Recent grain bin deaths have garnered national attention. OSHA officials are concerned that 2020 may be an especially bad year for grain bin deaths.
According to OSHA’s February 20th letter to Grain Bin Storage Facility Operators, there have been at least 15 grain engulfment fatalities since August. These do not include the other major hazards of grain bins: falling, dust explosions, electrocution, getting caught in an auger, or being struck by falling grain.
NATIONAL SAFETY STAND-UP FOR GRAIN SAFETY WEEK
OSHA and the National Grain and Feed Association (NFGA) are increasing efforts to ensure that people stay safe when working around grain bins. Headed by OSHA, NFGA, and other key organizations, this year’s Grain Safety Stand-Up campaign is held the week of April 13-20.
The term stand-up refers to brief talks and trainings that farms can easily implement to improve safety and decrease agriculture-related incidents. These can be as brief as a 5 minute break to discuss the latest safety tips, such as using a buddy system, rope and harness, NIOSH approved respirators, and rescue equipment if workers have to enter a grain bin.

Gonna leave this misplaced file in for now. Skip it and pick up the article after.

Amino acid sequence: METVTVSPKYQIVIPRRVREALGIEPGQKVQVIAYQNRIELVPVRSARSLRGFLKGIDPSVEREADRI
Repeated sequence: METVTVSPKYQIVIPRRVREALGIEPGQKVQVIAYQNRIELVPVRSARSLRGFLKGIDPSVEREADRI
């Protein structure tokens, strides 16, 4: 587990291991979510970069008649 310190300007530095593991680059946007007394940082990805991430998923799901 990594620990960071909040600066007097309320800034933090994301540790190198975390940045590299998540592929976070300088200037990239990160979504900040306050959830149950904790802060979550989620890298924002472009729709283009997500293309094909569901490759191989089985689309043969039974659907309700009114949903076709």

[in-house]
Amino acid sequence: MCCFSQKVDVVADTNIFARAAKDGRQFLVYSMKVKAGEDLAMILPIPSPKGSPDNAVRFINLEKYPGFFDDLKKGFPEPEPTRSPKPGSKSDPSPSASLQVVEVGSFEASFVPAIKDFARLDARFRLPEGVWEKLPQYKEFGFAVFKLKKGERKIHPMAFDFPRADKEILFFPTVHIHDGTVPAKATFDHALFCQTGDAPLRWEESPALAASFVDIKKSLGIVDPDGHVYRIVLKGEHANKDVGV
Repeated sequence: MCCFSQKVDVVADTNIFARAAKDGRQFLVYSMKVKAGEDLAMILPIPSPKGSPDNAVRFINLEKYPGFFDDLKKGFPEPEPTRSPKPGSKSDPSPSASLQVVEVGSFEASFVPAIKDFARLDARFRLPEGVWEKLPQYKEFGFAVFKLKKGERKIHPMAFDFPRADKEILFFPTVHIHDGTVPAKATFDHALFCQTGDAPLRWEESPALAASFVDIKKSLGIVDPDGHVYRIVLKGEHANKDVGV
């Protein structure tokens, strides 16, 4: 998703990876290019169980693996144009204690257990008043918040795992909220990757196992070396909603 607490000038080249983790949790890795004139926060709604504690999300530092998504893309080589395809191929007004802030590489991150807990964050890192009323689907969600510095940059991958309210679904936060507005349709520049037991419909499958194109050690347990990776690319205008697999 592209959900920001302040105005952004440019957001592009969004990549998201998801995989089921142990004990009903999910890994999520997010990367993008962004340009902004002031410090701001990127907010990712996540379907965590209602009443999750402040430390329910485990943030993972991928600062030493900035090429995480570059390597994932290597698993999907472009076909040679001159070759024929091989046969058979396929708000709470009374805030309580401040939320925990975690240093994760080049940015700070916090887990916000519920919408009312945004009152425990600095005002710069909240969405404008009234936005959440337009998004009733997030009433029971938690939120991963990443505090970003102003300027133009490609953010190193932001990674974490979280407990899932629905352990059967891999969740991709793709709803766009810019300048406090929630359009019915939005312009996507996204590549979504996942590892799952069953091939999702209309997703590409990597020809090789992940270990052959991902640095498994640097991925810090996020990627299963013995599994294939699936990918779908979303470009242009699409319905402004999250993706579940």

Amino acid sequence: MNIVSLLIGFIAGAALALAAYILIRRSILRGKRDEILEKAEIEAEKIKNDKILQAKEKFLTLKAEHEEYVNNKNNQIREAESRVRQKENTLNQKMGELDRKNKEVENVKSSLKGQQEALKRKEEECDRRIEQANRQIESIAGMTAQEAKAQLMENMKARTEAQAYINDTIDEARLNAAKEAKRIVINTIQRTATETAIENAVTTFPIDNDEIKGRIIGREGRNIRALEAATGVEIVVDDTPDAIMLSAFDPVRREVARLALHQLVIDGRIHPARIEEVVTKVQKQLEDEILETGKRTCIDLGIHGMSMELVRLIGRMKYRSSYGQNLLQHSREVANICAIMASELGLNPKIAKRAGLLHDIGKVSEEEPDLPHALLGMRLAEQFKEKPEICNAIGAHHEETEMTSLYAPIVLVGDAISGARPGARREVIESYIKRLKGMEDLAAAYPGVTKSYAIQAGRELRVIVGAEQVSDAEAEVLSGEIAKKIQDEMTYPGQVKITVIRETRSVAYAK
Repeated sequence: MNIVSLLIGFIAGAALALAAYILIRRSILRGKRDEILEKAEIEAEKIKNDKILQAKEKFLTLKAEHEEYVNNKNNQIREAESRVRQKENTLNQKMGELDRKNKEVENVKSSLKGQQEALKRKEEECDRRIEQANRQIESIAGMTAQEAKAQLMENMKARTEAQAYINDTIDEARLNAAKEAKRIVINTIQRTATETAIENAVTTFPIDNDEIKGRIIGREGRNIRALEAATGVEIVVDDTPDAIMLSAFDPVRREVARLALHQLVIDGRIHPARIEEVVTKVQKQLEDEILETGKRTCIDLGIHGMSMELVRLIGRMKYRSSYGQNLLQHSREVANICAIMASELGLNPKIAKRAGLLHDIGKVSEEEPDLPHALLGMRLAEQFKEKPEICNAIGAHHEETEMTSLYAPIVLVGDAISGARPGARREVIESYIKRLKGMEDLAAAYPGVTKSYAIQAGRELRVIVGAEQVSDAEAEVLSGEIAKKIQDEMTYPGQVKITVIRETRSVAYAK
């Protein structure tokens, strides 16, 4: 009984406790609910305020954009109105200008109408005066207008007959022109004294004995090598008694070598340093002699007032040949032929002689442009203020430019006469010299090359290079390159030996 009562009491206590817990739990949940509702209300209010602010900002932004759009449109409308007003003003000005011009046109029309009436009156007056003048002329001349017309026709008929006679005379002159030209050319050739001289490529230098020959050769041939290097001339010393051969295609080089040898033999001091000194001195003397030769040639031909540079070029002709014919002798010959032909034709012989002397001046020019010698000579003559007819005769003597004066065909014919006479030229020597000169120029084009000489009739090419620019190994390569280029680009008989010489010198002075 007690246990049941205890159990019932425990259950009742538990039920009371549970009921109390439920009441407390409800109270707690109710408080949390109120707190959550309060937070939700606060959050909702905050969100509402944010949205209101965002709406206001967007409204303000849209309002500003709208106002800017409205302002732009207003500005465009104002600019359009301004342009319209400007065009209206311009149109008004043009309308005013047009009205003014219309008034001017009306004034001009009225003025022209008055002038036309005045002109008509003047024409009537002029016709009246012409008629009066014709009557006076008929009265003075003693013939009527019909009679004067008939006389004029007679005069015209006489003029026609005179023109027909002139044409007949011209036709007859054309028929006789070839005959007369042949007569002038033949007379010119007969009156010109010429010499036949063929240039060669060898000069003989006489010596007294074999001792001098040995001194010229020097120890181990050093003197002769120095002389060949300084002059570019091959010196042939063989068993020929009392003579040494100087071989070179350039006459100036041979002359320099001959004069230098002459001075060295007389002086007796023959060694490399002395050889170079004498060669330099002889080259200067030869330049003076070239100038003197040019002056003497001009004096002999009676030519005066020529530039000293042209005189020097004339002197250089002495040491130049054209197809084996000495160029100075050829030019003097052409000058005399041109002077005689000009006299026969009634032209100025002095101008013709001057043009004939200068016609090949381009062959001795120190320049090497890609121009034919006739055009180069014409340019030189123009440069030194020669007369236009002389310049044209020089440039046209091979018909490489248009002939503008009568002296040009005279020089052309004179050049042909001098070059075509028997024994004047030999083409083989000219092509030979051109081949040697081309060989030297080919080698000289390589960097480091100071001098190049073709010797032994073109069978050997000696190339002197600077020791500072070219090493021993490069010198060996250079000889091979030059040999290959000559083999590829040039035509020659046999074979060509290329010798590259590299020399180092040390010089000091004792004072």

These safety stand-ups are especially important for small farms that rely solely on family members or hired employees. Injured farmers or workers are often unable to work, and people are the most valuable asset on the farm. Creating a culture of safety on the farm is important for the farm’s overall productivity.
IMPROVE YOUR HEALTH AND SAFETY
- Check out this helpful video to learn how you can do a stand-up on your farm.
- Learn more about Grain Safety Stand-Up week here.
- Use this grain bin safety checklist to increase safety and health on your farm.
A Letter to Grain Storage Facility Operators
There have been at least 15-grain engulfment fatalities since August, compared with 27 deaths nation-wide in 2018. The Occupational Safety and Health Administration (OSHA), along with the National Grain and Feed Association (NFGA), and other key industry stakeholders are working together to raise awareness of OSHA resources and industry best practices to identify potential hazards at grain, feed, and processing facilities to prevent engulfment and other injuries.